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Bears, Saints pack 1-2 punches at running back

CHICAGO -- When it comes to stopping the run, the Chicago Bears and New Orleans Saints are in for some double trouble.

Both teams feature a one-two punch at running back that could decide the outcome of today's NFC Championship Game.

The Bears and Saints each have a 1,000-yard rusher in Thomas Jones and Deuce McAllister, respectively. Jones gained 1,210 yards and scored six touchdowns. McAllister came back strong from a major knee injury to post 1,057 yards and 10 touchdowns.

Cedric Benson ably backed up Jones with 647 yards and six touchdowns, while Reggie Bush totaled 565 yards rushing, 742 yards receiving and nine total TDs as McAllister's understudy.

"Run and stop the run. That saying is as old as football itself," Bears linebacker Lance Briggs said. "There's no question that the team that does both well is going to win this game."

The Bears ranked sixth against the run during the regular season, but they allowed 108 yards and two touchdowns to Seattle's Shaun Alexander in last week's divisional playoff game.

If the Bears couldn't stop Alexander, what are they going to do against the Saints' one-two punch? The 6-foot-1, 232-pound McAllister is a power back who grinds out tough yards between the tackles. He rushed for 143 yards against the Eagles last week.

Bush (5-11, 203 pounds) is more effective in space, and his breakaway speed makes him a threat to go the distance any time he touches the ball.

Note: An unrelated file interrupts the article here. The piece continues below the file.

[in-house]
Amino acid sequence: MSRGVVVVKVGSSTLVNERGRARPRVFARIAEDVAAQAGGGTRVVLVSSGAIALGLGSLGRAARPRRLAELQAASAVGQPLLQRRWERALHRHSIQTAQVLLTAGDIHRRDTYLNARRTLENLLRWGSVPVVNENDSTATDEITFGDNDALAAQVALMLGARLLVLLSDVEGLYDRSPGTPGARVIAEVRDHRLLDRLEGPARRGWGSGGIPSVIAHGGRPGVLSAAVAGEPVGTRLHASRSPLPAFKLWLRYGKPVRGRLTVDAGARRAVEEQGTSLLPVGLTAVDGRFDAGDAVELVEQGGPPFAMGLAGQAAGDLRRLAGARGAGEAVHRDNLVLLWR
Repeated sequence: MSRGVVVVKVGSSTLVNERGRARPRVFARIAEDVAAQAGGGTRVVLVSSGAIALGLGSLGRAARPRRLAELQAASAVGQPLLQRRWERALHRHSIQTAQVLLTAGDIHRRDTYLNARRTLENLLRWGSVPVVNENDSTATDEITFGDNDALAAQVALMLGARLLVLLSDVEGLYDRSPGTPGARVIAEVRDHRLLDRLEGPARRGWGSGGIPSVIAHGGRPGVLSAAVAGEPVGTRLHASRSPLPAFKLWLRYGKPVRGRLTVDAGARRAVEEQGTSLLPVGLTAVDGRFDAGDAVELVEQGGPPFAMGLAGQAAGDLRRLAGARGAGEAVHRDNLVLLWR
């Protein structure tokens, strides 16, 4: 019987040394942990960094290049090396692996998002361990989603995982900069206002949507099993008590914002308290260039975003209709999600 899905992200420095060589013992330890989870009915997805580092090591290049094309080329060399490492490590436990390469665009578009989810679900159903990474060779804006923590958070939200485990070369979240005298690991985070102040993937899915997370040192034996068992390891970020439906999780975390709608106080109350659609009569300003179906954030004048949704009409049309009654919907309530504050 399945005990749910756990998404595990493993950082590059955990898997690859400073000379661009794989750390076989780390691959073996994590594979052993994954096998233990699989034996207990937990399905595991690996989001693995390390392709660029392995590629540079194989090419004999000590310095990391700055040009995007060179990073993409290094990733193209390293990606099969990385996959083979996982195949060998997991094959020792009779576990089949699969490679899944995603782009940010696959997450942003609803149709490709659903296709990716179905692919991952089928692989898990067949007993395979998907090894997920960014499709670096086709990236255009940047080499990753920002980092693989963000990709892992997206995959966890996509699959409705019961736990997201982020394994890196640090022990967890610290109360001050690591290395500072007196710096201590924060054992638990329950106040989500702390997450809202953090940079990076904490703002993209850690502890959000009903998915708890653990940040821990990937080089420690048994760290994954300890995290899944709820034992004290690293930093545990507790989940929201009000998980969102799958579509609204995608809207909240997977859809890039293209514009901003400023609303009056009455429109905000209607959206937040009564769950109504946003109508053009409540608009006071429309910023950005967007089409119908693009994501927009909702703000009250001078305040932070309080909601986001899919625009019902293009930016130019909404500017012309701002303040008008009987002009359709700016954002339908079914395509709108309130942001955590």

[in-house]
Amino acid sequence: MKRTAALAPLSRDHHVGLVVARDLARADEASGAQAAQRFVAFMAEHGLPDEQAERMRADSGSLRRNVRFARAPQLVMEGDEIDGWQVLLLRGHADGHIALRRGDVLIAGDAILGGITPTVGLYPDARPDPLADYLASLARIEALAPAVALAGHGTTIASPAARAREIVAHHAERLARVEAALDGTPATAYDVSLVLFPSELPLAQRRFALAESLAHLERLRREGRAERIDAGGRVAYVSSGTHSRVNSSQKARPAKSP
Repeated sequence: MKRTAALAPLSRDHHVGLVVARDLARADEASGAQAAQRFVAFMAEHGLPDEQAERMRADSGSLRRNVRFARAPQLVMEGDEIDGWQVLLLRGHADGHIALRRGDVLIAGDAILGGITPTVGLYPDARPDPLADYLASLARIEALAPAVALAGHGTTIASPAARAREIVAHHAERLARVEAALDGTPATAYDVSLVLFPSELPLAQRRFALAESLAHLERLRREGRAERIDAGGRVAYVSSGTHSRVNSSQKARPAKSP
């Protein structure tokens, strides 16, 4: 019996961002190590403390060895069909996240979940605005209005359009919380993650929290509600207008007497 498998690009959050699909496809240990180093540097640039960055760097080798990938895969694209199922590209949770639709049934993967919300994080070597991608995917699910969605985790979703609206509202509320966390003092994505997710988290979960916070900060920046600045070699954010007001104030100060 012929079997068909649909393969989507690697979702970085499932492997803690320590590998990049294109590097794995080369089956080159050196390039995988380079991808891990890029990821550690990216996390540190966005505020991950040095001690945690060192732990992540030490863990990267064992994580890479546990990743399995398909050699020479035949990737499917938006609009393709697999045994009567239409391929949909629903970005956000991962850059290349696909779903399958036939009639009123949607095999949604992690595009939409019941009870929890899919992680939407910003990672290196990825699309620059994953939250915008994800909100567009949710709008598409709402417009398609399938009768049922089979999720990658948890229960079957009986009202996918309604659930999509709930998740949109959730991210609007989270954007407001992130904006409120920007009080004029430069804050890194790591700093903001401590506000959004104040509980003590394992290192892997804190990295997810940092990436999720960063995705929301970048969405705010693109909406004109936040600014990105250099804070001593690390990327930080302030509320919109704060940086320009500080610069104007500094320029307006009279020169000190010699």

"Our No. 1 concern is stopping Deuce McAllister," Bears middle linebacker Brian Urlacher said. "We want to stop the run every week. So he is our main concern right now, especially after what he did last week."

While the Bears fear McAllister most, they are concerned about Bush's game-breaking skills.

"Somebody asked me to describe him," Bears defensive coordinator Ron Rivera said of Bush. "I had an immediate nightmare of Barry Sanders. You have to have a body on him immediately or you could be in trouble with his speed."

The Saints know they will have their hands full as well, trying to contain Jones and Benson.

The 5-10, 215-pound Jones, who scored twice in last week's playoff win, is an elusive back with good quickness and balance. Benson is a bruising power runner who uses his 5-11, 220-pound frame to pound defenses.

Jones accounted for 58.8 percent of the Bears' 503 rushing attempts this season, but Benson took on a larger role in the running game down the stretch. In the last four regular-season games, Benson had more carries (59) and yards (275) than Jones and had his first 100-yard game in the NFL during the season finale against Green Bay.

"Jones is a good back who breaks a lot of tackles," Saints linebacker Scott Fujita said. "Benson is a real load when he starts running downhill, and they have been getting him more involved in the offense. Whoever is in the game, we have to play physical, stay in our gaps and hustle to the ball."

Not to be overlooked is the explosive potential of the passing games. The Saints had an NFL-high 65 pass plays of 20 yards or more, including 17 for touchdowns. The Bears had 50 20-yard-plus completions with 10 TDs.

"Both teams can throw the ball," Saints defensive end Will Smith said. "But the run game sets everything up. We have to take that away and make them one dimensional."


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